policeman who fired the fatal bullet.
The reference to fireworks is heard
during the police radio conversations
between officer Noor, his partner officer
Matthew Harrity, the police dispatcher
co-ordinating the emergency call and
other officers rushing to scene.
At one point the dispatcher asks for
a precinct sergeant to acknowledge a
report of “two shots heard from the east ”.
“ We heard those sounds from the
station,” an officer responds.
“Those are probably aerial fireworks.”
Damond’s heartbroken fiance, Don
Damond, spoke out yesterday criticising
law enforcement for failing to offer
details on why officer Noor shot the
Damond, a spiritual healer and life
coach originally from Sydney ’s northern
beaches, called police at 11.28pm on
Saturday when she heard a woman’s
screams near her Minneapolis house.
She feared a sexual assault was taking
When Damond, believed to be holding
a cellphone, approached officer Noor’s
squad car in her pyjamas he shot her in
Department of Public Safety Bureau
of Criminal Apprehension, not the
Minneapolis Police Department, is
investigating the shooting and has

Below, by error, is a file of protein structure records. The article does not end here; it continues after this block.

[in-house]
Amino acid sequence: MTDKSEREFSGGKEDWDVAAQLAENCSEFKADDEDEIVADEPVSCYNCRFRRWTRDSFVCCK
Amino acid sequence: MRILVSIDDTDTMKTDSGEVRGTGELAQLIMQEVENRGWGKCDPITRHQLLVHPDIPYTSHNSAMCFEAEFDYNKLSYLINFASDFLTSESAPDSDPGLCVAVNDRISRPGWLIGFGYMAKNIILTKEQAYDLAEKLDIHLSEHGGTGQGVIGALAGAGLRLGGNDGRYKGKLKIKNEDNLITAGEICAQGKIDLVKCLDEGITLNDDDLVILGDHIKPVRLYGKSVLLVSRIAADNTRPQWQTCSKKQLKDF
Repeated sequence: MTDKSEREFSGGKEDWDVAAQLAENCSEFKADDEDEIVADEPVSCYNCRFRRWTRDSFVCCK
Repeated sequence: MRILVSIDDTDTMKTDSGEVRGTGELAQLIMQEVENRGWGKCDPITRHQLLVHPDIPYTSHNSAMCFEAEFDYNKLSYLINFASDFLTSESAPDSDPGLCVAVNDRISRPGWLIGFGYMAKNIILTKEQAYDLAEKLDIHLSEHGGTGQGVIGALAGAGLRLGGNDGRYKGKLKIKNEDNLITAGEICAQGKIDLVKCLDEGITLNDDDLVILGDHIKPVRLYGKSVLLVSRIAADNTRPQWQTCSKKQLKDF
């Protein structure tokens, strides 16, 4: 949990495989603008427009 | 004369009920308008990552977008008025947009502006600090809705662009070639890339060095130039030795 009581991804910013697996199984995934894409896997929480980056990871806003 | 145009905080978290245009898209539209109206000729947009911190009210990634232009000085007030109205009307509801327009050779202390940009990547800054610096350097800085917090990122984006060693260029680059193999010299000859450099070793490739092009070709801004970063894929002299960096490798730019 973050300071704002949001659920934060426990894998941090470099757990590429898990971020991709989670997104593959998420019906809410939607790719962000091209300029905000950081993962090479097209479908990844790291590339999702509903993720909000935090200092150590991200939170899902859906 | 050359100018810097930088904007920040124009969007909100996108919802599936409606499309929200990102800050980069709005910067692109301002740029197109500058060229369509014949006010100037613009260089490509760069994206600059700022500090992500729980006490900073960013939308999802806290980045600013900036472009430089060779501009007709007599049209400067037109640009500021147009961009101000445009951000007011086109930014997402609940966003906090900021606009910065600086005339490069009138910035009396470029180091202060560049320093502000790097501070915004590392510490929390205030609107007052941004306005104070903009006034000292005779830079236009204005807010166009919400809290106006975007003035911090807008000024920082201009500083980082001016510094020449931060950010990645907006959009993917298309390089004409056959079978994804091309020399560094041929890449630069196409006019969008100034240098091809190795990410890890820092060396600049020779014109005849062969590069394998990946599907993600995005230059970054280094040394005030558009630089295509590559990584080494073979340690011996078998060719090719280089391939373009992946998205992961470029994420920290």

released few details.
Officers Noor and Harrity, both new to
the police force, had their body cameras
switched off during the incident.
“I don’t know what the answers are,”
Minneapolis Mayor Betsy Hodges, who
also has received little information about
the police investigation, said overnight.
“That ’s the trade-off of an independent
“ We aren’t in charge of it.
“I know the BCA is doing the best they
can and moving as swiftly as they can.
hope they release as much
information as they can as swiftly as they
Hodges, who fought to force
Minneapolis police to wear body
cameras after several previous high-
profile incidents in the city, said the
failure to have them switched on was one
of the key questions of the investigation.
A Mediterranean-style diet rich in
oily fish, fresh vegetables and nuts
could help cut the risk of dementia.
New studies presented
International Conference in London
examined links between diet and
dementia and found following a
nutrient- rich diet helps keep the
In a study on almost 6000 people
led by the University of California,
scientists found those who stuck
closest to a Mediterranean or similar
diet over a year were 30-35% less
likely to have low scores on cognitive
tests than those who did not.
This was even after taking into
account factors such as smoking,
exercise, overall health and socio-
Co-author Claire McEvoy said the
benefits of healthy eating seem to
exist on a sliding scale.
“ Even moderate adherence to
these high-quality dietary patterns
showed a protective association with
cognitive function,” she said.
Dr Maria Carrillo, chief science
Association, said the study showed
changing your dietary pattern “really
is quite impactful”.
She said: “ You can change your
trajectory of cognitive decline if
you are adherent, for example, to
Mediterranean diets or other diets
low in saturated fats, low in processed
flour and processed sugar.
“Good fats are important. Fats